August is the month to divide iris. Lift the entire clump with a spading fork and discard the oldest, bloomed out sections in the middle. Cut off the newest 6” “fans” on the outside of the clumps and replant them in an area prepared with compost, peat moss or rotted manure and enriched with some 5-10-10 fertilizer. Cut leaves back to 6” on the new fans and plant just below the surface of the ground. Water well and mulch in late fall to protect the plants from severe cold.
Garden centers will have a good selection of fall blooming plants available this month. Mums, asters and other colorful plants will brighten up your yard or containers on your deck or patio.
Removing spent blooms on many annuals and perennials will keep plants more attractive and encourage re-bloom. As the season progresses start to leave flowering stems to provide seeds for birds and to catch snow.
Trees and Shrubs
Late summer is a great time to plant evergreen trees and shrubs. The new plants will have several months to grow new roots and will beautify your yard this coming winter and all year around. Evergreen trees such as pines, spruces and firs can help save energy when planted on the northwest side of your home, will provide welcome shelter for winter birds and will be gorgeous when covered with fresh snow. It is important to water evergreens any week we don’t receive an inch or so of rain up until the ground is frozen.
Few flowering shrubs bloom in late summer but many of the new hardy shrub roses will keep right on blooming into October. Visit the Shrub Rose Garden at the Landscape Arboretum this month and get ideas on roses to look for at local garden centers and nurseries.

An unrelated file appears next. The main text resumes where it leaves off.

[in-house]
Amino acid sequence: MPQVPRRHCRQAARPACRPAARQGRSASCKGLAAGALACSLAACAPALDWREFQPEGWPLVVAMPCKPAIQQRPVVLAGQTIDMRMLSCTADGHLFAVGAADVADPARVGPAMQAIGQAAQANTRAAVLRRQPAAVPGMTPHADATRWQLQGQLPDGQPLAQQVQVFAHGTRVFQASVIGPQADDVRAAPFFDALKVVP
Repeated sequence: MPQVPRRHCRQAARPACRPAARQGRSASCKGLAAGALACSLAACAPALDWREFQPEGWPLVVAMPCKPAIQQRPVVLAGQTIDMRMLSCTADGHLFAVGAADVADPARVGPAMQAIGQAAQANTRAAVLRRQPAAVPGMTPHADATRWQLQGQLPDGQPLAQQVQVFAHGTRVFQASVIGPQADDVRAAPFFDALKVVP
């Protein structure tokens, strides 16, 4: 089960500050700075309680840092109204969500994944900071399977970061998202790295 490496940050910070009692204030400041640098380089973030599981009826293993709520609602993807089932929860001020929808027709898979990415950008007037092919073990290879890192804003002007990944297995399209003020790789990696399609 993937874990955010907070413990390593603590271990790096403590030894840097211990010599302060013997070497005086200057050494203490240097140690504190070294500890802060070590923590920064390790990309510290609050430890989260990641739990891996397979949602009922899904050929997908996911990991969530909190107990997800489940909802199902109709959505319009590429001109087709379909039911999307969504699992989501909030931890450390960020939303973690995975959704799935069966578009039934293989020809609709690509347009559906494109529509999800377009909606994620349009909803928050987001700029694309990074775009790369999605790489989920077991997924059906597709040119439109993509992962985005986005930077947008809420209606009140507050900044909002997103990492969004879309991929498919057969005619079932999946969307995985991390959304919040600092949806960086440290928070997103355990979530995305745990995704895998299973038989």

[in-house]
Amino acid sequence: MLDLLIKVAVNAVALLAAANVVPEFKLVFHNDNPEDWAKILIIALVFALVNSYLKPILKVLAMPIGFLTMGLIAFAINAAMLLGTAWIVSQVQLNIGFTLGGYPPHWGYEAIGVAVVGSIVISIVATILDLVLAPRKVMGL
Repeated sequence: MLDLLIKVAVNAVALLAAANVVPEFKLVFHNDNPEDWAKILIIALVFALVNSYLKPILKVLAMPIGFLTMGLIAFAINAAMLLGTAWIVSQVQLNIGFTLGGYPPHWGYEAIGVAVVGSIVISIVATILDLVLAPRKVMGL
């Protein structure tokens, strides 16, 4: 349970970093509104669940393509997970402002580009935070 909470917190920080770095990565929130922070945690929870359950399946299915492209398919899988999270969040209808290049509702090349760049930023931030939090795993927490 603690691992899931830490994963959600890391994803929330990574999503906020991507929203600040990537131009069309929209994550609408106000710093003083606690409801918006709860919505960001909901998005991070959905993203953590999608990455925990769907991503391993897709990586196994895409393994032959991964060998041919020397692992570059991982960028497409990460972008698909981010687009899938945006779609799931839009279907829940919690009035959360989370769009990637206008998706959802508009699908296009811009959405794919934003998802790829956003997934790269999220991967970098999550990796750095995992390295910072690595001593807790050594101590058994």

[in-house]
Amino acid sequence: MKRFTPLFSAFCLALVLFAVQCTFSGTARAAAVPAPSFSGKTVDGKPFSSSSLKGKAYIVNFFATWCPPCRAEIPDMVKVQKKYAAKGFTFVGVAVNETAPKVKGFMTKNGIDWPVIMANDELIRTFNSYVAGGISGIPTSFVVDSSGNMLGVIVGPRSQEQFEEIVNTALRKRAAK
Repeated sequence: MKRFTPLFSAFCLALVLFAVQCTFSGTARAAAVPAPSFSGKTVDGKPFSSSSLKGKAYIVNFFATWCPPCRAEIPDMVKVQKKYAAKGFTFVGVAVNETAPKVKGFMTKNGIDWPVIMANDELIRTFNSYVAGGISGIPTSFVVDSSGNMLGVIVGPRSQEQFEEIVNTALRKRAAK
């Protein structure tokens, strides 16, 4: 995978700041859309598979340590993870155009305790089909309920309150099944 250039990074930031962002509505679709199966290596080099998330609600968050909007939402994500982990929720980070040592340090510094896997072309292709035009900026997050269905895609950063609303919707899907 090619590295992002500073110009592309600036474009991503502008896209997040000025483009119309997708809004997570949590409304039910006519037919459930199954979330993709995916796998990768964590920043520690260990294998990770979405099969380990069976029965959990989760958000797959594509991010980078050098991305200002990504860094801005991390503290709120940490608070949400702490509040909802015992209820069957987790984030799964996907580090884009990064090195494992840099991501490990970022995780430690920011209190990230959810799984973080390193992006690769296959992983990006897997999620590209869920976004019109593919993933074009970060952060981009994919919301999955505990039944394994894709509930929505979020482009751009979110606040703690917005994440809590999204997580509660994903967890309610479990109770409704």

As cooler weather and more regular rainfall arrive lawns benefit from core aeration. This is especially helpful if you have clay soil or your lawn is subject to heavy foot traffic. Aeration allows water, air and fertilizer to reach the grass roots and keeps the grass greener, healthier and more drought and stress resistant.
Lawn grasses are cool season plants and late summer and early fall are the best times to start a lawn from seed. The seed must come in contact with the soil either by tilling or vigorous raking prior to seeding or by using a slit-seeder that cuts slits in the old sod and drops the seed at just the right depth. Several light waterings each week will get new lawns or re-seeded patches off to a good start.
Applying lawn fertilizer in late summer will encourage grass plants to spread and form a thicker lawn without
encouraging excessive growth in height.
Fruits and Vegetables
August is the peak month for tomato, pepper and onion production. Harvest the bounty from your own garden or a Farmers Market and enjoy the prizes of this fleeting season or make salsa that will remind you of summer all winter long.
Minnesota Grown apples will be ripening by State Fair time and are available at local orchards, fruit markets and grocery stores through mid-winter. If you grow your own apples pick them just when the color and flavor peaks and while they are crisp and juicy. Zestar! is a new University of Minnesota introduction that has great flavor and texture and keeps well for an early apple.